The stark black robes and white wigs worn in courtrooms across the UK are now iconic symbols of law. However, the introduction of wigs during the 17th century was entirely circumstantial; they were simply worn because they were fashionable. Below, we explore why the wig is a lasting presence in the legal system.
By Grant Longstaff. Published 25 April 2023.
What did barristers wear before wigs?
Before wigs were introduced the only requirement for lawyers was to have neatly trimmed hair and beards. But this was all set to change in the 1600s.
When did barristers start wearing wigs?
Originating in Europe, wigs became a popular fashion item in the UK during the reign of King Charles II (1660-1685), especially among the upper classes and aristocracy of the time. The wig was seen as a symbol of authority, and lawyers would wear their wigs in the courtroom, as well as outside of it, to show their status and power. Despite evidence suggesting some lawyers were hesitant to wear the wigs, by the end of King Charles II’s reign wigs were fully accepted by judges.
A century or so later the popularity of the wig waned, however, the tradition to wear wigs within the legal profession remained and became a formal requirement.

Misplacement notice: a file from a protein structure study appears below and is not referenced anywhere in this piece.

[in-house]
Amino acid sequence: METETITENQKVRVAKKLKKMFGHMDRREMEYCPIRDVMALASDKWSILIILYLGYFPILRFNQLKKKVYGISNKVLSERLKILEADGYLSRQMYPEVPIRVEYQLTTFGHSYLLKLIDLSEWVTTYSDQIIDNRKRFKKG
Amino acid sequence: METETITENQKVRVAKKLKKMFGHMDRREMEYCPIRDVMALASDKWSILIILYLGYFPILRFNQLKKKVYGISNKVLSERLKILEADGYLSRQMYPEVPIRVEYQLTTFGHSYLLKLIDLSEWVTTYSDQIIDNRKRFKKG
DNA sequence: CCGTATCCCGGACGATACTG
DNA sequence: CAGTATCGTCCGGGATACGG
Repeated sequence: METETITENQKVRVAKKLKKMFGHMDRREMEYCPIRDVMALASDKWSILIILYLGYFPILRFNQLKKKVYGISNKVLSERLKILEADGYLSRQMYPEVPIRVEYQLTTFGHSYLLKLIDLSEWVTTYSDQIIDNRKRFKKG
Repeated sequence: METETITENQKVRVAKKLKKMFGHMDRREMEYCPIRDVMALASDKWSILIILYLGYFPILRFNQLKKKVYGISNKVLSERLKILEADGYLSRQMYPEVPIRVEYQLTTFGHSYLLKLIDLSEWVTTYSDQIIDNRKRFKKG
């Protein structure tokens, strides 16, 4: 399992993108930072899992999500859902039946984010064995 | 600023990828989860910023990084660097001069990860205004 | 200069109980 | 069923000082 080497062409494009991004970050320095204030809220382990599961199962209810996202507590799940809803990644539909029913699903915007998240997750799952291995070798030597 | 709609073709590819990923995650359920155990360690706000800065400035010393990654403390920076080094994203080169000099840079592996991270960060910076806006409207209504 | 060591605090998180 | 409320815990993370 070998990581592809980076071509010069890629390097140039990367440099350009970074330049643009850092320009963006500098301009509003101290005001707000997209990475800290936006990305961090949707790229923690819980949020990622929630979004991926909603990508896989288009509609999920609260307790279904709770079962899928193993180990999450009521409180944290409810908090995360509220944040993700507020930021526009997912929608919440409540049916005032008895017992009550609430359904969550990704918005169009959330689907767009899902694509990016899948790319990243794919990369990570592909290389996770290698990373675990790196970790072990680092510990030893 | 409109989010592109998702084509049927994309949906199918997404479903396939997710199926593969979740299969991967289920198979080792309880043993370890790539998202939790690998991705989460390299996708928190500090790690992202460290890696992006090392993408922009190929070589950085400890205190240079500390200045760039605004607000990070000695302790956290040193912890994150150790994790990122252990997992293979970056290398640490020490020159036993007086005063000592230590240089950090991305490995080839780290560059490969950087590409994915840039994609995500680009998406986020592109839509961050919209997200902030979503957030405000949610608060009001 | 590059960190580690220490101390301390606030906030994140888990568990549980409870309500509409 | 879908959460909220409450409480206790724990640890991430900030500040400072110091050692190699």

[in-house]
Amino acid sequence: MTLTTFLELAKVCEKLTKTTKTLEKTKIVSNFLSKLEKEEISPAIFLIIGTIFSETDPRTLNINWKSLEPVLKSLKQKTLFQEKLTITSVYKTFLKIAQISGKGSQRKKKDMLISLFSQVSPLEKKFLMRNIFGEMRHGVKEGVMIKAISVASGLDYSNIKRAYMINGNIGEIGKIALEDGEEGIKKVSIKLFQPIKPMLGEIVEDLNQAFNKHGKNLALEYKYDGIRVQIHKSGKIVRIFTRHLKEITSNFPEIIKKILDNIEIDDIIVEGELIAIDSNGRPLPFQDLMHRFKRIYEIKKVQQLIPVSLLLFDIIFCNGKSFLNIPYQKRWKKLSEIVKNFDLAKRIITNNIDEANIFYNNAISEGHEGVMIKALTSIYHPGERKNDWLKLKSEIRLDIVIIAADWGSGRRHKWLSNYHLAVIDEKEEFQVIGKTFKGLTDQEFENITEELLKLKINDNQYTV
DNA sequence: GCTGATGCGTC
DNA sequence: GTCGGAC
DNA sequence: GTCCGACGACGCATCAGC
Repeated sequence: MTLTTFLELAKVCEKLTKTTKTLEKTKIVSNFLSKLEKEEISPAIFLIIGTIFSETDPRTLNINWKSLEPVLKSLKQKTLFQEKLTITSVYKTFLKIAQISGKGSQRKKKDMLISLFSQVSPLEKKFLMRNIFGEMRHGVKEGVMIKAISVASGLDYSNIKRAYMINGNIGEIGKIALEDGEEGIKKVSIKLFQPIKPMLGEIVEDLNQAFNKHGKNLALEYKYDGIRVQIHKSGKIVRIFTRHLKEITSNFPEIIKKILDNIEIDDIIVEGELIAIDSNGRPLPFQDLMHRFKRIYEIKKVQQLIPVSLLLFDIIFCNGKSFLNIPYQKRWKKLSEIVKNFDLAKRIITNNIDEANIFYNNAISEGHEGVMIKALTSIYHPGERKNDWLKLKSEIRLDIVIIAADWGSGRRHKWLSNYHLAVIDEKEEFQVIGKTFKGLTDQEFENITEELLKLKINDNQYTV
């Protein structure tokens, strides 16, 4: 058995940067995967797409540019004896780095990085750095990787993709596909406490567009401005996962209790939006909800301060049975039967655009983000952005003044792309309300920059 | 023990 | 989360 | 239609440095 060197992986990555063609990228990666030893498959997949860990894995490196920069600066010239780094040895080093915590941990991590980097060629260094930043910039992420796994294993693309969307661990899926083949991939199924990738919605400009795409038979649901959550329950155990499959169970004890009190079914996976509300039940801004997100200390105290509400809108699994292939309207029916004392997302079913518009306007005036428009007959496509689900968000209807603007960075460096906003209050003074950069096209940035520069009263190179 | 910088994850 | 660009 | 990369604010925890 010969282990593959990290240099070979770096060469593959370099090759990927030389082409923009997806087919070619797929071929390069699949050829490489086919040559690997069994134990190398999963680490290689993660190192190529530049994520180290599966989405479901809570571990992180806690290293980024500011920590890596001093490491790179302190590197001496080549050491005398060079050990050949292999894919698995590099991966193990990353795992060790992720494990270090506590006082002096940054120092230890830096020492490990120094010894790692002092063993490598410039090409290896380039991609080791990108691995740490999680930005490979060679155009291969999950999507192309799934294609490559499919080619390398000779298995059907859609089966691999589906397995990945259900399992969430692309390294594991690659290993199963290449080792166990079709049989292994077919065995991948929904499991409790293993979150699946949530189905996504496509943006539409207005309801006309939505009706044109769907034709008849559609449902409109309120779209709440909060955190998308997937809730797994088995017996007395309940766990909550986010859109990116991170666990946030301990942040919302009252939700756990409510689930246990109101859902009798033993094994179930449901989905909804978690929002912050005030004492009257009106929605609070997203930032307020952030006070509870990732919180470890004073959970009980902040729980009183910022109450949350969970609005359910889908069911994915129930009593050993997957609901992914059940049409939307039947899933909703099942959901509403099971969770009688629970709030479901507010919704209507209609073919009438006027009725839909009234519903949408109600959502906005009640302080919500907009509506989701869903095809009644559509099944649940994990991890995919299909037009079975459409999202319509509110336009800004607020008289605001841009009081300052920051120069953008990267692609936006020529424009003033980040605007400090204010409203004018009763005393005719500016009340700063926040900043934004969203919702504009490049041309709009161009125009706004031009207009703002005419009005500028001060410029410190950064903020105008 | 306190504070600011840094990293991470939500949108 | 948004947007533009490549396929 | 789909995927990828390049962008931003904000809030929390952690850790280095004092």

Do barristers still wear wigs?
Wigs are still commonplace in the courtroom, almost thought of as a uniform, to maintain the long tradition and formality of the legal system. However, the wigs have undergone some changes. Originally, the wigs worn in courtrooms were full-bottomed, which would typically extend down past the neck at the back and sides and sit over the shoulders. Now, the full-bottomed wig is only used as ceremonial dress. The wigs most often seen today are bob-style wigs, with much shorter sides all around and featuring a tail at the back.
Samuel March and Hemp & Hemp
Traditionally made from horsehair, there has been a shift in the materials and manufacturing of the wigs worn by judges and barristers to meet the socially and environmentally conscious attitudes of the modern day.
As a vegan, University of Law alumnus Samuel March refused to wear a traditional horsehair wig and set out to make the first plant-based legal wig. He achieved this using hemp. After news of his vegan-friendly wig swept through legal circles, Samuel realised there was a great demand for his eco-friendly wigs and created Hemp & Hemp, which sells custom made wigs for members of the Bar. Now a barrister, Samuel uses any profits generated from the sale of his wigs to support causes aimed at furthering animal protection via the law.
The future of the wig in the courtroom
In 2007 a change in the rules meant barristers no longer needed to wear a wig during civil and family law courts. They are also no longer required in the UK Supreme Court. However, wigs are still a requirement for criminal trials in the UK and, whilst the requirement of wigs in the courtroom seems to be in decline around the world, many law practitioners in the UK still take pride in wearing them.
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